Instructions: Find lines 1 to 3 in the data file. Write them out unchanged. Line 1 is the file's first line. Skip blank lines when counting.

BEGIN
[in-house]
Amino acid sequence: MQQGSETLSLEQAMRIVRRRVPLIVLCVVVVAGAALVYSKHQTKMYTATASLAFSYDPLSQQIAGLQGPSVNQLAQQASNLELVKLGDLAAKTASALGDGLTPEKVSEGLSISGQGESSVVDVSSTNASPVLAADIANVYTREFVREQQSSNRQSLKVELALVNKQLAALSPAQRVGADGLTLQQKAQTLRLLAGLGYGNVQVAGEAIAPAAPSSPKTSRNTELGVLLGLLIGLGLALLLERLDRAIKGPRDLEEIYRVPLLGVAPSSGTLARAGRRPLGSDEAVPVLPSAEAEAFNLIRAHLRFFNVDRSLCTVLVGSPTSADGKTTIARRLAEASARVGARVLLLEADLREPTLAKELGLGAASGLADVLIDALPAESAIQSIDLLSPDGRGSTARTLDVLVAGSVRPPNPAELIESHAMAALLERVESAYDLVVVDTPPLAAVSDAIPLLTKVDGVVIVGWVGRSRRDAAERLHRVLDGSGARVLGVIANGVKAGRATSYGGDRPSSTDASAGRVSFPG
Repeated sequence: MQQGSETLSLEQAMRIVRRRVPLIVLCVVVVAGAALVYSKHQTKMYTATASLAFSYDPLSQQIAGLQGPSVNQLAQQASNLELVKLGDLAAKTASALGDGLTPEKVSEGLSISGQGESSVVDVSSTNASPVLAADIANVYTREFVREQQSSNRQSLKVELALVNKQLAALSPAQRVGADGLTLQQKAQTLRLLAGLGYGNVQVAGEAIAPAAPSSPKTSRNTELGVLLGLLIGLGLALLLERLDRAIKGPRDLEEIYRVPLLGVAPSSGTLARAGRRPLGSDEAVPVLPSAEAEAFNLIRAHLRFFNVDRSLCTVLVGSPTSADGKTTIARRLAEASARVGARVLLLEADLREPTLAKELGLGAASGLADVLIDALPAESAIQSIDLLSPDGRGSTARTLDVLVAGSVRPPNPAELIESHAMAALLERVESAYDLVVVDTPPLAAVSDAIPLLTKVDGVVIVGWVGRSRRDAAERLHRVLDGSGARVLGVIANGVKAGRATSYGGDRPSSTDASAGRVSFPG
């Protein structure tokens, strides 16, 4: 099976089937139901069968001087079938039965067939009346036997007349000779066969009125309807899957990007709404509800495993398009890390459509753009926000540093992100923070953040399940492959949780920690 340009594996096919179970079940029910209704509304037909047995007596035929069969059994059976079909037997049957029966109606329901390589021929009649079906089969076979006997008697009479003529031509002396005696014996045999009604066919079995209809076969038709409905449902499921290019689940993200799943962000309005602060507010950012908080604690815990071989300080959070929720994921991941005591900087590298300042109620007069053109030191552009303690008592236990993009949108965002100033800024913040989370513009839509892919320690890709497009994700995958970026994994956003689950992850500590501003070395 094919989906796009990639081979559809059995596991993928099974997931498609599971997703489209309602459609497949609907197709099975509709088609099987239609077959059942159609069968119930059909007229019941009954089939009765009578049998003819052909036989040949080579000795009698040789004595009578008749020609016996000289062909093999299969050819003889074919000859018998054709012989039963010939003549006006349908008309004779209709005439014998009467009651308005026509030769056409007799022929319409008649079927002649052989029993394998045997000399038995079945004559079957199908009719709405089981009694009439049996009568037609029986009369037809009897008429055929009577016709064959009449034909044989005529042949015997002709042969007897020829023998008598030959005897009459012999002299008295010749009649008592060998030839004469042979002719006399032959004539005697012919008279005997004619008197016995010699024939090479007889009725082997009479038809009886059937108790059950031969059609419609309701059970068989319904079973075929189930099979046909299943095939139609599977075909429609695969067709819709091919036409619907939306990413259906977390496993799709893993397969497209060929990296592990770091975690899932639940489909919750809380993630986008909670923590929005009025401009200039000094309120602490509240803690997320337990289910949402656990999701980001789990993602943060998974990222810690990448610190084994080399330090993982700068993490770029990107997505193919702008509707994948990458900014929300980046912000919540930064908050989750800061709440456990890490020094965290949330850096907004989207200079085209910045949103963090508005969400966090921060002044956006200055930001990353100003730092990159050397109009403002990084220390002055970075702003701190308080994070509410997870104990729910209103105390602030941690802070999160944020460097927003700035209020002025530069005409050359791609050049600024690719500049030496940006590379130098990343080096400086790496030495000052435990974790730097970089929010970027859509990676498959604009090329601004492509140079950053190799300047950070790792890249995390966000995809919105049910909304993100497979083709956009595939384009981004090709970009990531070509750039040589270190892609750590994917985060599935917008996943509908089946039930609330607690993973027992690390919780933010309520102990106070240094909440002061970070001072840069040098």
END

[in-house]
Amino acid sequence: MQQGSETLSLEQAMRIVRRRVPLIVLCVVVVAGAALVYSKHQTKMYTATASLAFSYDPLSQQIAGLQGPSVNQLAQQASNLELVKLGDLAAKTASALGDGLTPEKVSEGLSISGQGESSVVDVSSTNASPVLAADIANVYTREFVREQQSSNRQSLKVELALVNKQLAALSPAQRVGADGLTLQQKAQTLRLLAGLGYGNVQVAGEAIAPAAPSSPKTSRNTELGVLLGLLIGLGLALLLERLDRAIKGPRDLEEIYRVPLLGVAPSSGTLARAGRRPLGSDEAVPVLPSAEAEAFNLIRAHLRFFNVDRSLCTVLVGSPTSADGKTTIARRLAEASARVGARVLLLEADLREPTLAKELGLGAASGLADVLIDALPAESAIQSIDLLSPDGRGSTARTLDVLVAGSVRPPNPAELIESHAMAALLERVESAYDLVVVDTPPLAAVSDAIPLLTKVDGVVIVGWVGRSRRDAAERLHRVLDGSGARVLGVIANGVKAGRATSYGGDRPSSTDASAGRVSFPG
Repeated sequence: MQQGSETLSLEQAMRIVRRRVPLIVLCVVVVAGAALVYSKHQTKMYTATASLAFSYDPLSQQIAGLQGPSVNQLAQQASNLELVKLGDLAAKTASALGDGLTPEKVSEGLSISGQGESSVVDVSSTNASPVLAADIANVYTREFVREQQSSNRQSLKVELALVNKQLAALSPAQRVGADGLTLQQKAQTLRLLAGLGYGNVQVAGEAIAPAAPSSPKTSRNTELGVLLGLLIGLGLALLLERLDRAIKGPRDLEEIYRVPLLGVAPSSGTLARAGRRPLGSDEAVPVLPSAEAEAFNLIRAHLRFFNVDRSLCTVLVGSPTSADGKTTIARRLAEASARVGARVLLLEADLREPTLAKELGLGAASGLADVLIDALPAESAIQSIDLLSPDGRGSTARTLDVLVAGSVRPPNPAELIESHAMAALLERVESAYDLVVVDTPPLAAVSDAIPLLTKVDGVVIVGWVGRSRRDAAERLHRVLDGSGARVLGVIANGVKAGRATSYGGDRPSSTDASAGRVSFPG